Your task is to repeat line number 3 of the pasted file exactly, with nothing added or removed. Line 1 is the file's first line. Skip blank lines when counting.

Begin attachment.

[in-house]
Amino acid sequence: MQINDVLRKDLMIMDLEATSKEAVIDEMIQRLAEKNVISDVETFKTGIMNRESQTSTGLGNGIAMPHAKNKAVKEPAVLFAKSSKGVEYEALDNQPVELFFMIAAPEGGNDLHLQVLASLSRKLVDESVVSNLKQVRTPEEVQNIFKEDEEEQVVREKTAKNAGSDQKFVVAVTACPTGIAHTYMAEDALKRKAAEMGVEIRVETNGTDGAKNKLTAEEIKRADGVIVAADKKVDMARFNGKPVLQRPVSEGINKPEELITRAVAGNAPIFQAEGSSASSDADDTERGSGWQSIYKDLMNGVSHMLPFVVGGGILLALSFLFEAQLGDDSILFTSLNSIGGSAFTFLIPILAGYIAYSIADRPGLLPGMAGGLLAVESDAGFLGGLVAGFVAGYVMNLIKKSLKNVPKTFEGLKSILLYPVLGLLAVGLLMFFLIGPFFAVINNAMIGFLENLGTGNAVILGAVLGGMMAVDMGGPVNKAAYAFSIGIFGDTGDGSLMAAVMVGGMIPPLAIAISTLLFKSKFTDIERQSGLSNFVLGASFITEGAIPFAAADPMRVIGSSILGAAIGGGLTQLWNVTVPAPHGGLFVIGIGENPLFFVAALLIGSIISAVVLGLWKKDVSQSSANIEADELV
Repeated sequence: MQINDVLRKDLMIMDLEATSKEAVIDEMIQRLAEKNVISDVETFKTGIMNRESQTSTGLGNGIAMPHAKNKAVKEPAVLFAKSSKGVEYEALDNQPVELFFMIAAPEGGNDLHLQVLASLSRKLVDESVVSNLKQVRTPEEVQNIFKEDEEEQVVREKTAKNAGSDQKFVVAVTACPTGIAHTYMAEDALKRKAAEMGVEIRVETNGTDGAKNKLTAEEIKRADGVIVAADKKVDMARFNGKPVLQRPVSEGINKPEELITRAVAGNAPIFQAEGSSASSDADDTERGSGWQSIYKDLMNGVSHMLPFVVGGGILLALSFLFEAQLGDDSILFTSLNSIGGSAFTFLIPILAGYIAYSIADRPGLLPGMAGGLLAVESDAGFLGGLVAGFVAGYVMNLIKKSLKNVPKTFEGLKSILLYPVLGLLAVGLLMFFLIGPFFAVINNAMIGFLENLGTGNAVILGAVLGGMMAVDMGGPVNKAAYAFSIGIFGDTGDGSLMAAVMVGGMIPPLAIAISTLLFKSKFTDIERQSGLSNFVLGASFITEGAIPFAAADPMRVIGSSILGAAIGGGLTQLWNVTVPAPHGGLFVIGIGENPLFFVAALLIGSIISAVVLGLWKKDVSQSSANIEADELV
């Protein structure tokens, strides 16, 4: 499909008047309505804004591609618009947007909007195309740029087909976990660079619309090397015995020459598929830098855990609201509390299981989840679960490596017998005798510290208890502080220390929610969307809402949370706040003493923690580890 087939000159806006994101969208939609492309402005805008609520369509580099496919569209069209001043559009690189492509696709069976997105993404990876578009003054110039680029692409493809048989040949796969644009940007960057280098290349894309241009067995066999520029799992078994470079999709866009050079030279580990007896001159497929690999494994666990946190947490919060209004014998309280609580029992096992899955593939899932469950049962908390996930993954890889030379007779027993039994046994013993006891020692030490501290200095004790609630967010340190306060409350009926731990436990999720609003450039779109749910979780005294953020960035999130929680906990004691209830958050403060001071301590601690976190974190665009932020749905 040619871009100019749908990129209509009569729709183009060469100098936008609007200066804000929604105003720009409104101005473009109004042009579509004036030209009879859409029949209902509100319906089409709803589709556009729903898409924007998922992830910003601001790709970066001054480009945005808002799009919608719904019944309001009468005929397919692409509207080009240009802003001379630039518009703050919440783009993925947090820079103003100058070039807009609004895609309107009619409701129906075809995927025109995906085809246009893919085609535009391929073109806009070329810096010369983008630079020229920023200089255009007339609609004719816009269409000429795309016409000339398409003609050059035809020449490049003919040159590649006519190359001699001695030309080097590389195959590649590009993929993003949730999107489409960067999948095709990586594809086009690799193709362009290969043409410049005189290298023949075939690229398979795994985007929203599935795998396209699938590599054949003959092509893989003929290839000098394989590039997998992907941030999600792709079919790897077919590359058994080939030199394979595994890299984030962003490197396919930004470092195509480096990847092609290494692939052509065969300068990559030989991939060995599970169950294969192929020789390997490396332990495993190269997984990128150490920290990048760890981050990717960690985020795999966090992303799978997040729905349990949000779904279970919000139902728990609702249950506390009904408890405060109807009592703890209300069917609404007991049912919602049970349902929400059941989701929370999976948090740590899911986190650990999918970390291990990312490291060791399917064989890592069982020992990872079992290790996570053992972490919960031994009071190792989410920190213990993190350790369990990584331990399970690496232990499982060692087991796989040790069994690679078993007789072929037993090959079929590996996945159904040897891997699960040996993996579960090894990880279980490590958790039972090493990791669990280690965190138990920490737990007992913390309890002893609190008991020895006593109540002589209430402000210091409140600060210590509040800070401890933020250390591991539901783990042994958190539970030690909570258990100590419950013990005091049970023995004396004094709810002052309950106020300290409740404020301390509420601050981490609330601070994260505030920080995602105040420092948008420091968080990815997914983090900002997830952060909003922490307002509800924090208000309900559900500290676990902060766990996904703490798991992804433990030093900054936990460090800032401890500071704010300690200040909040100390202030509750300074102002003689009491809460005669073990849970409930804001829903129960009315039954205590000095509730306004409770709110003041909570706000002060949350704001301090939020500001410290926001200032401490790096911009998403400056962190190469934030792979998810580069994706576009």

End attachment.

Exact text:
Repeated sequence: MQINDVLRKDLMIMDLEATSKEAVIDEMIQRLAEKNVISDVETFKTGIMNRESQTSTGLGNGIAMPHAKNKAVKEPAVLFAKSSKGVEYEALDNQPVELFFMIAAPEGGNDLHLQVLASLSRKLVDESVVSNLKQVRTPEEVQNIFKEDEEEQVVREKTAKNAGSDQKFVVAVTACPTGIAHTYMAEDALKRKAAEMGVEIRVETNGTDGAKNKLTAEEIKRADGVIVAADKKVDMARFNGKPVLQRPVSEGINKPEELITRAVAGNAPIFQAEGSSASSDADDTERGSGWQSIYKDLMNGVSHMLPFVVGGGILLALSFLFEAQLGDDSILFTSLNSIGGSAFTFLIPILAGYIAYSIADRPGLLPGMAGGLLAVESDAGFLGGLVAGFVAGYVMNLIKKSLKNVPKTFEGLKSILLYPVLGLLAVGLLMFFLIGPFFAVINNAMIGFLENLGTGNAVILGAVLGGMMAVDMGGPVNKAAYAFSIGIFGDTGDGSLMAAVMVGGMIPPLAIAISTLLFKSKFTDIERQSGLSNFVLGASFITEGAIPFAAADPMRVIGSSILGAAIGGGLTQLWNVTVPAPHGGLFVIGIGENPLFFVAALLIGSIISAVVLGLWKKDVSQSSANIEADELV